A video interview with the cast and director of Boundaries and you can view it at Cheddar’s website. We are hoping that more videos will show up!
What Is it Like to Premiere a Movie at SXSW?
Premiering a film at South by Southwest may be a huge accomplishment, but it’s just as nerve-wracking as it is exciting.
“It’s like reading your diary out loud for 1,100 people,” Shana Feste, writer and director of “Boundaries,” told Cheddar just before her movie made its debut. “So yes, I am terrified.”
Some of Feste’s anxiety might’ve been because the film, starring Oscar nominee Vera Farmiga, is based on a true story.
“Boundaries” follows Farmiga’s character as she drives her estranged, pot-dealing father to her sister’s house after he was kicked out of his retirement home.
Still, Feste said she was excited to showcase her brainchild.
“I am also so proud of the work that [the cast] did,” she said. “So that’s what I’m really proud to show off.”
Bellow you can read two reviews of Boundaries, one by Variety and one by The Hollywood Reporter. Click on “read more” to read the full reviews.
We’ve seen him dozens of times before, saying any damn thing that comes into his head (because living on the planet for 70 or 80 years has given him the right to do so). He’s on his own incorrigible wavelength, dropping putdowns as fresh as his body is old, spicing every cranky comment with a perfectly chosen F–bomb. But, of course, he’s also part of the family. He’s the grumpy old man, the naughty codger from hell — the hilarious over-the-hill a–hole who is always played by someone like, you know, Alan Arkin. Just about every time we see him, he’s a showbiz creation, a character baptized in shtick.
But in “Boundaries,” a touching yet wised-up father-daughter road movie that’s the best version of this sort of film you could imagine (it’s standard, but very tastefully done), Christopher Plummer plays him with a lived-in, soft-shoe command. At 88, Plummer looks about as handsome as a man his age can be, with cheekbones that take the light beautifully, his white hair swept back and set off by a beard that’s still, from certain angles, sort of sexy. He plays Jack Jaconi, the pathologically charming and selfish father of Laura (Vera Farmiga), and by the end of the opening scene, when she’s sounding off to her therapist about him, we’re certain that he must be some version of the monster she describes. Laura won’t even take his calls — that’s how much damage he’s caused.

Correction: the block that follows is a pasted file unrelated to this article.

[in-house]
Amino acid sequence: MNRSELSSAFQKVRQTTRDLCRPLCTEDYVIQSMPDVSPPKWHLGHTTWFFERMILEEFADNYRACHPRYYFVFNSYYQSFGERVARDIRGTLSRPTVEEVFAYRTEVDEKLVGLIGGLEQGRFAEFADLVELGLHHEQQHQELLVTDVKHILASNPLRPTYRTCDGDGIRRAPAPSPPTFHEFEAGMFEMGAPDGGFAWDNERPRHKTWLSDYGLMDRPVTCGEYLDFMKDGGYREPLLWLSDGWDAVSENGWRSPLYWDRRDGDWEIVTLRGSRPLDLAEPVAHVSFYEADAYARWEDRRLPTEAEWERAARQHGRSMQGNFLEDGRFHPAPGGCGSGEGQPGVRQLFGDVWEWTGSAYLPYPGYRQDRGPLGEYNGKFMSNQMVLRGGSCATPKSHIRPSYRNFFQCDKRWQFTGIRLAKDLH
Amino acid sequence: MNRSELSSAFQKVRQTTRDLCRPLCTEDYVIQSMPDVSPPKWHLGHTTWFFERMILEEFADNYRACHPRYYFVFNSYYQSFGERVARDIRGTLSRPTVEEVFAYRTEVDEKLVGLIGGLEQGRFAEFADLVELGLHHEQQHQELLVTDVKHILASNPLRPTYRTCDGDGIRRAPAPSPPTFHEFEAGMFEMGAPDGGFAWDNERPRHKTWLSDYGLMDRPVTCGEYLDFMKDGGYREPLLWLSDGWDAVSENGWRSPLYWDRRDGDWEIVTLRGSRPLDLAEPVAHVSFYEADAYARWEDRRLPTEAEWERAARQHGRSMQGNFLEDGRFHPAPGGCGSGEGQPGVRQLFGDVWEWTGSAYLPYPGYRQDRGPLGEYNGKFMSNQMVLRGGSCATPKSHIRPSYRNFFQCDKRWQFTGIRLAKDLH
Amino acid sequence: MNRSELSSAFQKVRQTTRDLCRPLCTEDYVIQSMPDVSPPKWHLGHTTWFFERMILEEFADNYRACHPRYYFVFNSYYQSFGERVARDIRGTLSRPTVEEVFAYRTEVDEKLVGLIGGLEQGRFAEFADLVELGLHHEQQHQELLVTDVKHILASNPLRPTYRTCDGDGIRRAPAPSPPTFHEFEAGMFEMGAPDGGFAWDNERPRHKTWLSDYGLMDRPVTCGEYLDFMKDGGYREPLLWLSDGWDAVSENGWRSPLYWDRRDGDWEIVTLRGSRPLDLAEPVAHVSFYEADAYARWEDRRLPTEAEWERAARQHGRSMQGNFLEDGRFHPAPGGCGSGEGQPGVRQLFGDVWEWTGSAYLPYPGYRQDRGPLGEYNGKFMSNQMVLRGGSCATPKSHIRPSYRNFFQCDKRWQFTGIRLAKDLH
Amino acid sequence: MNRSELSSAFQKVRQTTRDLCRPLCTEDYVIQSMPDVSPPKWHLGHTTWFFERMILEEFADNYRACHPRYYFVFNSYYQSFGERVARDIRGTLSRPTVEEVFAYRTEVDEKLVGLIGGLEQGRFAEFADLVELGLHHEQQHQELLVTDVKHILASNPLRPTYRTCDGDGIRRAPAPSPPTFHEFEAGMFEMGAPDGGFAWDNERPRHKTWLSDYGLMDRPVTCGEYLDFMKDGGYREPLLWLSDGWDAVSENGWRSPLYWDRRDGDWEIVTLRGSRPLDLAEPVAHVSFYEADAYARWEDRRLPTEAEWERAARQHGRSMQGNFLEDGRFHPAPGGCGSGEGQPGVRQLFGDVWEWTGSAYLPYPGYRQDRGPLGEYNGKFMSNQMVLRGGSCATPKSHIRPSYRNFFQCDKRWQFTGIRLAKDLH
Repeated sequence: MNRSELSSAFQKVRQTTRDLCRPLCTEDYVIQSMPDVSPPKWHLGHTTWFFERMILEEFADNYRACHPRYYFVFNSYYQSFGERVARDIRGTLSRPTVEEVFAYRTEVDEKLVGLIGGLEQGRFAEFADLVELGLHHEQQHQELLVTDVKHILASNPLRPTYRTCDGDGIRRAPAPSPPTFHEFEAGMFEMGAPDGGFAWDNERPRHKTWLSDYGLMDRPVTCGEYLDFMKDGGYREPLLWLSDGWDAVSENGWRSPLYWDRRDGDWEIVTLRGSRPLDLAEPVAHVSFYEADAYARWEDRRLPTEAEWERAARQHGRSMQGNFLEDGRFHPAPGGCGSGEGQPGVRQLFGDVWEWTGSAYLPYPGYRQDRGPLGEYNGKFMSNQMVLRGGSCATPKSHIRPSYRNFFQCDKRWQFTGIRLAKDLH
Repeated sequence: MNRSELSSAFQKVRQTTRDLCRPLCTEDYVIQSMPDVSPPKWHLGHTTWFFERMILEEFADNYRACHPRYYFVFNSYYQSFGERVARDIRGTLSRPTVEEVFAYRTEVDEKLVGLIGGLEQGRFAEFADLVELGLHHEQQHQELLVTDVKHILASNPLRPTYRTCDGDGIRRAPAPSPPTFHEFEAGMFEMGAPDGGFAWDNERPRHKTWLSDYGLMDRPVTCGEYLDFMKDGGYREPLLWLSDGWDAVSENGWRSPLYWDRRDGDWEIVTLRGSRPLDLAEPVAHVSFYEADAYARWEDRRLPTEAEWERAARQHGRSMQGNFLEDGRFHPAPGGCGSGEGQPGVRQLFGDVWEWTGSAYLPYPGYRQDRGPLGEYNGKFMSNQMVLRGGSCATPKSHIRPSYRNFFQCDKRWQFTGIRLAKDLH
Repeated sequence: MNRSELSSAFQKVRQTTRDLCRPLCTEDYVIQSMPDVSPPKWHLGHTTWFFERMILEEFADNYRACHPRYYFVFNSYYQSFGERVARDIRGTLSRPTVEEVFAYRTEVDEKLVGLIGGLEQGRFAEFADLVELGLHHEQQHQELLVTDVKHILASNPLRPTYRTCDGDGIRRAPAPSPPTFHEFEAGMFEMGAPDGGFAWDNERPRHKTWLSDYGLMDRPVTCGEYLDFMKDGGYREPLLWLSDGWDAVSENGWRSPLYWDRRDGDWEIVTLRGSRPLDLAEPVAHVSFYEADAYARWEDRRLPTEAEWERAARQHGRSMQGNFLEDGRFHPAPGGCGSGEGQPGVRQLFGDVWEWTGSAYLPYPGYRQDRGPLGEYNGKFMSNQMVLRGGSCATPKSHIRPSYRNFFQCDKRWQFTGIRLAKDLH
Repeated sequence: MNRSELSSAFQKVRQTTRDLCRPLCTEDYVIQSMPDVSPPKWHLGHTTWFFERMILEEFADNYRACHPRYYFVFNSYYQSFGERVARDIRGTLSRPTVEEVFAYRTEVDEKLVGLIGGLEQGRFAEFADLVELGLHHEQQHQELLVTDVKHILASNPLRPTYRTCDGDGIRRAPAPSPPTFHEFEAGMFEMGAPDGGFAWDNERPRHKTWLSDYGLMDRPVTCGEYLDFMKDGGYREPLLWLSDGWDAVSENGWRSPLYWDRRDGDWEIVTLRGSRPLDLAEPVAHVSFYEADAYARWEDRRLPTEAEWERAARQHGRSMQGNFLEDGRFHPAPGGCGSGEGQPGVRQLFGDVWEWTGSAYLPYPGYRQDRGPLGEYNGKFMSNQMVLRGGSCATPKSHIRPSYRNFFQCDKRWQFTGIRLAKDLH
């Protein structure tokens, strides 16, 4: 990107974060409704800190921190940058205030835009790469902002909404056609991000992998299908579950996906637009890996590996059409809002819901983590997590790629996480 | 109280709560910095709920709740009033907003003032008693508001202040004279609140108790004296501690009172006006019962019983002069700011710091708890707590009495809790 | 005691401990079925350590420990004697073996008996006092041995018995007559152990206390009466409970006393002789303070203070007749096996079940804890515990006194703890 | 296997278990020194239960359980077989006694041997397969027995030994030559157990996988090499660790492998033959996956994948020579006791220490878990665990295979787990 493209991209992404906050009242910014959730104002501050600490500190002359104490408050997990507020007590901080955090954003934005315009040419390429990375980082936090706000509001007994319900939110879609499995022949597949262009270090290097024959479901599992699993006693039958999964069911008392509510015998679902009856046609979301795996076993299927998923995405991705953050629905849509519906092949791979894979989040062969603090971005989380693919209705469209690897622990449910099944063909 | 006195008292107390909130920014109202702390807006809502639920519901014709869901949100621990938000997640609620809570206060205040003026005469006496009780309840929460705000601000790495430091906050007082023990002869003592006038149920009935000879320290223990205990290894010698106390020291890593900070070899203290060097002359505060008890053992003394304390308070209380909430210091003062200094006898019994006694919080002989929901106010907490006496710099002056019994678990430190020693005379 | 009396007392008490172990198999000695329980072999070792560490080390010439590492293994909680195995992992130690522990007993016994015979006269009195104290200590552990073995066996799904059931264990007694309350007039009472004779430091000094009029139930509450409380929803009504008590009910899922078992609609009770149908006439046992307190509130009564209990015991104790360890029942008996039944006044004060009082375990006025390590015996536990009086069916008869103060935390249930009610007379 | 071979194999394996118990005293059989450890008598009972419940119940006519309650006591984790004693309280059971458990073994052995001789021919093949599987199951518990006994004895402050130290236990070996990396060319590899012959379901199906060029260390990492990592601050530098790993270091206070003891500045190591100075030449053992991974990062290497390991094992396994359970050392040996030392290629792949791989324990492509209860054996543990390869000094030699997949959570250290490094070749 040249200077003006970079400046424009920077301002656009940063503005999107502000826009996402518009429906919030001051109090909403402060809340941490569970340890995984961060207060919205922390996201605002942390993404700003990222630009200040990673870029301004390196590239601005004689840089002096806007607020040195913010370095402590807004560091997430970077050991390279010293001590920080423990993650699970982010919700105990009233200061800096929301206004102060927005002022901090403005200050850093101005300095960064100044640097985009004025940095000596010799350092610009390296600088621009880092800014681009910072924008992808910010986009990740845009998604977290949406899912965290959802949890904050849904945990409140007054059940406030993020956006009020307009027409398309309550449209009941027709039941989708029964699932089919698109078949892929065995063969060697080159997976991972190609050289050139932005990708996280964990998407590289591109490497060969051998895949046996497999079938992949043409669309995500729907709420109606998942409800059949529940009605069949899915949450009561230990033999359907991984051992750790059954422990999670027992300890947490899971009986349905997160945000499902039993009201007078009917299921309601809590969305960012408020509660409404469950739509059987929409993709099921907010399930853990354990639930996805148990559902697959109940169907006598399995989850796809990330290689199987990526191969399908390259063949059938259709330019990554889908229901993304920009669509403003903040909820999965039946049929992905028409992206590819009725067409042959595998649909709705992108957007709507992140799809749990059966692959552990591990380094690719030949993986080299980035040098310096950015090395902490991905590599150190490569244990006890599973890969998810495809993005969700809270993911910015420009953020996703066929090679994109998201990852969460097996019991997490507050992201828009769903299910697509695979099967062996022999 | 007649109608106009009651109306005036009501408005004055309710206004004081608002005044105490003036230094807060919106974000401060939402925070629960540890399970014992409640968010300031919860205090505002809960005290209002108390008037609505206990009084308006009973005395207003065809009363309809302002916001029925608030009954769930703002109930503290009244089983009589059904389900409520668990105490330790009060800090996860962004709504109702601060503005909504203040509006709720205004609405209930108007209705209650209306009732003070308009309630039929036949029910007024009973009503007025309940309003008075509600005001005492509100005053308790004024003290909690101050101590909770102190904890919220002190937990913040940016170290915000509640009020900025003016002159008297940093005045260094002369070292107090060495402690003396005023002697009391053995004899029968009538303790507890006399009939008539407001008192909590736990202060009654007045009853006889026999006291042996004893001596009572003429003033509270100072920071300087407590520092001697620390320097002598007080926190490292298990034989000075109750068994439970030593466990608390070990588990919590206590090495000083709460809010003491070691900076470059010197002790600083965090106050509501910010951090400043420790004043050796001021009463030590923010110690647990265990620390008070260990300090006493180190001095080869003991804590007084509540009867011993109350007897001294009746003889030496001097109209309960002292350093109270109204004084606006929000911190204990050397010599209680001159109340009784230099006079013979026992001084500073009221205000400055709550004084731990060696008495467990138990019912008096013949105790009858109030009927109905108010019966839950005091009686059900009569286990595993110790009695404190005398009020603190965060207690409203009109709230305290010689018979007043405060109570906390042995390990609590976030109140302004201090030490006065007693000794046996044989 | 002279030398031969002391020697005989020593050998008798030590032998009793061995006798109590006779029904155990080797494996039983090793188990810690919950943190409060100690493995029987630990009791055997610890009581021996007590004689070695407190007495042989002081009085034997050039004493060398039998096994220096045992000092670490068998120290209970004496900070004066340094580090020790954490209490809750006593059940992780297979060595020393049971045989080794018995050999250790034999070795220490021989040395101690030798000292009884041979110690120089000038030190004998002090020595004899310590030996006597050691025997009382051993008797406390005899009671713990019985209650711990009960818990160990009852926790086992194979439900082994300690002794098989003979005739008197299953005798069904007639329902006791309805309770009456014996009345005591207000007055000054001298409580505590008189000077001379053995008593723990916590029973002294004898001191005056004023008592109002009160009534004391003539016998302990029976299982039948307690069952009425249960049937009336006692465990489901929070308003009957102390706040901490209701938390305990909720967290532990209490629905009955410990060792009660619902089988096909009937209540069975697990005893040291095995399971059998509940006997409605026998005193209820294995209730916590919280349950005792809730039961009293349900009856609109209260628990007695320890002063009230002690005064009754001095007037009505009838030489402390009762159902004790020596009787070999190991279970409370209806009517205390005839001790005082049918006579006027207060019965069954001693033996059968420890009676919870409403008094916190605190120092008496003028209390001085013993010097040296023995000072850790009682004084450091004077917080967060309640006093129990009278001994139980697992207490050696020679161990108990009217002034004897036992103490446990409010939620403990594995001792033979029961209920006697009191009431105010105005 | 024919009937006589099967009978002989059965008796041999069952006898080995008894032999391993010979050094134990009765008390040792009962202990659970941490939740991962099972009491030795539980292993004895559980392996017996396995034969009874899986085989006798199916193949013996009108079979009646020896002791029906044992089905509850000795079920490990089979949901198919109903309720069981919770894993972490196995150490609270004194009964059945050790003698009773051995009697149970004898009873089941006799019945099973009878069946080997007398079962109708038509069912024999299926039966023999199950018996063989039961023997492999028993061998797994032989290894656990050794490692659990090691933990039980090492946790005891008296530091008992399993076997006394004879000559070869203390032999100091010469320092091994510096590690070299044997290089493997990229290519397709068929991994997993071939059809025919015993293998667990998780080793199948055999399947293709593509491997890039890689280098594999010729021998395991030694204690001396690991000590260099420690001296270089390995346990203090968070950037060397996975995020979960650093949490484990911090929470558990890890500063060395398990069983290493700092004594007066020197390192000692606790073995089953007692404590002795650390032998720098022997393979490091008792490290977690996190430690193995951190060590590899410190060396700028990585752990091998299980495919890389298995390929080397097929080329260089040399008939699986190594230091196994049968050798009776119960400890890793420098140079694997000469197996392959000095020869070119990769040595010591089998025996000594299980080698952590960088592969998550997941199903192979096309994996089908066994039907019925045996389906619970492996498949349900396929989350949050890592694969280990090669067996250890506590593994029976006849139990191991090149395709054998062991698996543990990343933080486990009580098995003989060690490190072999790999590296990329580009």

A little late, but Vera attended the Boundaries Premiere at the SXSW Film Festival on March 12th in Austin, Texas. Here is some photos for you to enjoy!
Interview with the Boundaries director Shana Feste and the first production still from the film!
“Boundaries,” a road trip comedy starring Vera Farmiga and Christopher Plummer as a damaged daughter-father duo, premiered at the South By Southwest Film Festival last Monday night. The film, the majority of which takes place in a weed-filled Rolls Royce travelling from Seattle to Los Angeles, has as much heart as it does laughs.
The film, both written and directed by Shana Feste, the filmmaker behind “Country Strong,” “Endless Love” and “The Greatest,” has its quirky comedic elements: from Laura’s (Farmiga) penchant for picking up stray animals, to her son, Henry’s (Lewis MacDougall) talent for drawing naked pictures of authority figures. But behind all the humor is a realistic psychodrama, which is unsurprising given Feste’s proximity to her subject matter: Plummer plays a version of Feste’s own marijuana-dealing father.
Yahya Abdul-Mateen, known for his villainous roles in “The Get Down” and the upcoming “Aquaman,” plays a charming love interest for Farmiga. WSN recently sat down with Shana at SXSW, as well as actors McDougall and Abdul-Mateen to discuss breaking out of old patterns, balancing fiction and reality and working from a place of love and truth.